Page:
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How Do Geothermal Heat Pumps Work?

Geothermal HVAC – FAQ Geothermal Systems – An In-Depth Overview

Energy 101: Geothermal Heat Pumps

How Geothermal Heating and Cooling Works

There is nothing magical about geothermal heat pumps. Geothermal heat pumps basically work like every other heat pump. Heat pumps are machines that use a refrigeration cycle (the same as used in your refrigerator) to transfer heat — they make it hot on one side and cold on the other. In the winter you want the hot side in your house and the cold side outdoors, and the opposite in the summer. What makes geothermal heat pumps special is that they are coupled to the earth, not the outside air. In Maryland, the temperature 10-feet below ground is a constant 57-degrees, which is a great temperature for a geothermal system. When it is cold out, conventional heat pumps become less and less effective because they are trying to transfer heat into your house from cold outdoor air, which is inefficient and expensive, if not impossible. Geothermal heat pumps don’t have this problem because they are transferring heat from the relatively warm 57-degree earth. Furthermore, geothermal heat pumps use water as the heat transfer medium. Water transfers heat 200-times better than air (air is actually an insulator). Voila, by coupling the geothermal heat pump with the earth you now have a super-efficient way to generate heat in the winter. In the summer, the refrigerant cycle reverses and you have a super-efficient way to cool your house. OK, maybe there is a little magic involved — but it’s good magic that saves you money and keeps you comfortable. Learn more about ground source geothermal heat pumps by reading this article entitled Geothermal Heating and Cooling in Maryland which features Earth River Geothermal.
Geothermal Heating and Cooling Systems Video

Water Furnace – Geothermal Heating and Cooling Systems Video

Residential Renewable Energy

Geothermal heat pumps work by tapping into the renewable solar energy stored in the ground to provide savings of up to 72% on heating and cooling costs. Although it operates similarly to a standard heat pump, a geothermal heat pump exchanges heat with the earth instead of the outdoor air. Outdoor air temperatures can vary greatly from day to night or from winter to summer, while the temperature just a few feet below the earth’s surface stays an average fifty-seven degrees to seventy degrees Fahrenheit year-round. To see why that’s so important, let’s look at traditional conditioning systems. In order to cool your home, an ordinary system collects indoor heat and expels it outside. Unfortunately, summer temperatures can easily hit ninety or one hundred degrees which mean outside air is already filled with heat and is less willing to accept more. The exchange process becomes harder and harder. The result is that an ordinary heat pump or air conditioner becomes least efficient exactly when you need it to be the most efficient.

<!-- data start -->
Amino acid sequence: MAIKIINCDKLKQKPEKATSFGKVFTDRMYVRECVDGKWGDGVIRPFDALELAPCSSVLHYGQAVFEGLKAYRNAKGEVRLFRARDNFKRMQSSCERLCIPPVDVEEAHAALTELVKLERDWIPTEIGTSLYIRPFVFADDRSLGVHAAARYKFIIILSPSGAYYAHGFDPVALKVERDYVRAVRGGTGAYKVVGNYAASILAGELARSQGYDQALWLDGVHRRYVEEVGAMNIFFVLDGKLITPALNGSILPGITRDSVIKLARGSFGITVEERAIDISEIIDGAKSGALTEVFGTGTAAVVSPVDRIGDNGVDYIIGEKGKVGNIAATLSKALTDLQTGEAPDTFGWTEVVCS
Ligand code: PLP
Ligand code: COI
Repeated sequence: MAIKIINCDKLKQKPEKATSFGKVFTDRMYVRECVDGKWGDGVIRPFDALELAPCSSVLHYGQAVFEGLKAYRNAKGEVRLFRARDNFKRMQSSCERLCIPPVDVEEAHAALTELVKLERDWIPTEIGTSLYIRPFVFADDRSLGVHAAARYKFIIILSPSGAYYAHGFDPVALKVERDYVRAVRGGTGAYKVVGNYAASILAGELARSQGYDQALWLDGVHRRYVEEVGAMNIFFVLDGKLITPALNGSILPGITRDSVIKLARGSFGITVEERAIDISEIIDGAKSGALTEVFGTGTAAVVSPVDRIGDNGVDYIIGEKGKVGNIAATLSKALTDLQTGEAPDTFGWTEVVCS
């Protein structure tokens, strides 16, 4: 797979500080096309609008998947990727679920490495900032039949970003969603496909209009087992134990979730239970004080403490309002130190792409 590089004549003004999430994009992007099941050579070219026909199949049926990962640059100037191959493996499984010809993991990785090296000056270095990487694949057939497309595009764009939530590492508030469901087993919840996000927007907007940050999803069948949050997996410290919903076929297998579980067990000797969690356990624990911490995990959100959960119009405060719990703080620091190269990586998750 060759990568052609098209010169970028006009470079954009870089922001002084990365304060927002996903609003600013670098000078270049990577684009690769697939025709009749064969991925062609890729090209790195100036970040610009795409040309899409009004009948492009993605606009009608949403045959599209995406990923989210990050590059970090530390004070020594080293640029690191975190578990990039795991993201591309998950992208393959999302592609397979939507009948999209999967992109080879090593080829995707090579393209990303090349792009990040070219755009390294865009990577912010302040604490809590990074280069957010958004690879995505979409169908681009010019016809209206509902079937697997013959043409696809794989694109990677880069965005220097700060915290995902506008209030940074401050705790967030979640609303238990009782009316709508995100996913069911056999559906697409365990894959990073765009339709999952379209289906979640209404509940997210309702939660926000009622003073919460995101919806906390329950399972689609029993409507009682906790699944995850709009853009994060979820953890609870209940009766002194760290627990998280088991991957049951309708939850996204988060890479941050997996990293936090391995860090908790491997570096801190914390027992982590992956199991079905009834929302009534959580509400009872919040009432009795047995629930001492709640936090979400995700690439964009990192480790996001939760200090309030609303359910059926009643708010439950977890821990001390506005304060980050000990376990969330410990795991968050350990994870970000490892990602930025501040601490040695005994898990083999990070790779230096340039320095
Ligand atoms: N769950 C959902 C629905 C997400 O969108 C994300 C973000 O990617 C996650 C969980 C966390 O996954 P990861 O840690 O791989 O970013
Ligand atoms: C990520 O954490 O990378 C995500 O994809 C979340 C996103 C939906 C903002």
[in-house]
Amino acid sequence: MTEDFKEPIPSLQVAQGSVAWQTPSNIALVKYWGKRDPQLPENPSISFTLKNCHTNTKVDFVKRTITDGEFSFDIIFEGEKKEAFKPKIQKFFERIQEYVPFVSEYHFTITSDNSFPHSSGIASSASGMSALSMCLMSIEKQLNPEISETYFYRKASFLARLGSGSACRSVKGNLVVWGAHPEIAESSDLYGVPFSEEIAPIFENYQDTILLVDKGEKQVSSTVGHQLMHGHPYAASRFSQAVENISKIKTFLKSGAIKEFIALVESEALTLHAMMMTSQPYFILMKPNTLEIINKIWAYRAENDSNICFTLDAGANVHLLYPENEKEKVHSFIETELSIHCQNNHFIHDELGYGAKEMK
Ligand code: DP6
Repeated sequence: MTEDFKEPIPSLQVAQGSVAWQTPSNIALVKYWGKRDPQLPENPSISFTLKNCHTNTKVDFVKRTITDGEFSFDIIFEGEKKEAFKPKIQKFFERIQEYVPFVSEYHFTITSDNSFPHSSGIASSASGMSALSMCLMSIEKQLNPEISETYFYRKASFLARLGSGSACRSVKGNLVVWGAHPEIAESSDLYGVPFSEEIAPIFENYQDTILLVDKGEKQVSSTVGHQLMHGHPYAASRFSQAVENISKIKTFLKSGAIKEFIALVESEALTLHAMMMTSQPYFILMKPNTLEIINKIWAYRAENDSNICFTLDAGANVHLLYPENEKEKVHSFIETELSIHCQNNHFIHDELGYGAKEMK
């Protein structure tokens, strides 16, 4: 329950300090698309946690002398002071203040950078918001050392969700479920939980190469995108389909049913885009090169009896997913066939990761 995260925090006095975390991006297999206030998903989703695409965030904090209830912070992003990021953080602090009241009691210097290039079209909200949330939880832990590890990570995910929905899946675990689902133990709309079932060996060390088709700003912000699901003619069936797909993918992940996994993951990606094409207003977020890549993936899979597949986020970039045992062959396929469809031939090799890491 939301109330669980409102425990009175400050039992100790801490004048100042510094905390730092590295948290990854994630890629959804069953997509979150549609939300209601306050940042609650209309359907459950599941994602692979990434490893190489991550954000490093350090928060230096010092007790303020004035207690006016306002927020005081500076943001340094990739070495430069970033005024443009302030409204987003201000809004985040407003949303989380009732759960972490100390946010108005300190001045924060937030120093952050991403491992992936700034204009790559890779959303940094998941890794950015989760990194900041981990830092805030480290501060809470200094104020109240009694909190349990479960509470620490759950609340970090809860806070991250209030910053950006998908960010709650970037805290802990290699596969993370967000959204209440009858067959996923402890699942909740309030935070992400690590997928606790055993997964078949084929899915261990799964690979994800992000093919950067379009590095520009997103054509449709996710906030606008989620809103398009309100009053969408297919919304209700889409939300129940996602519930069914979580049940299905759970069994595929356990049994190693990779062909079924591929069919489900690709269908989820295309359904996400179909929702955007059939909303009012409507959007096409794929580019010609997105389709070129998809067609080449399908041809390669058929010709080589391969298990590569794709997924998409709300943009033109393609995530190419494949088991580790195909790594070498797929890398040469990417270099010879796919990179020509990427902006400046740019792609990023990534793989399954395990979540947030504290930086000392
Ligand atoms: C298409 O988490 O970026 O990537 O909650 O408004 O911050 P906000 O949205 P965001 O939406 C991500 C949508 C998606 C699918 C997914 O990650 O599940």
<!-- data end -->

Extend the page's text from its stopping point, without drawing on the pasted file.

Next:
Maryland Geothermal Heating and Cooling

Earth River Geothermal exclusively installs vertical closed loop geothermal heating & cooling systems in the state of Maryland.

How Geothermal Cooling Works

A geothermal unit never sees hot summer air. It collects heat from your home and moves it to the much cooler 57° earth. It doesn’t matter how much outdoor conditions fluctuate; the ground remains relatively constant. Thanks to the constant temperature of the earth, a geothermal heat pump is more than twice as efficient at cooling than any regular heat pump or air conditioner.

How Geothermal Heating Works

To warm your home, an ordinary heat pump reverses to collect outdoor heat from the air and move it indoors. Unfortunately, as winter temperatures drop, there’s less and less available heat to collect. Again, the exchange process becomes harder and the heat pump becomes least efficient at exactly the time you need it to be the most efficient. A geothermal unit never sees cold winter air. It draws from a reservoir of much warmer 57° temperatures, concentrates it, and moves it to your home.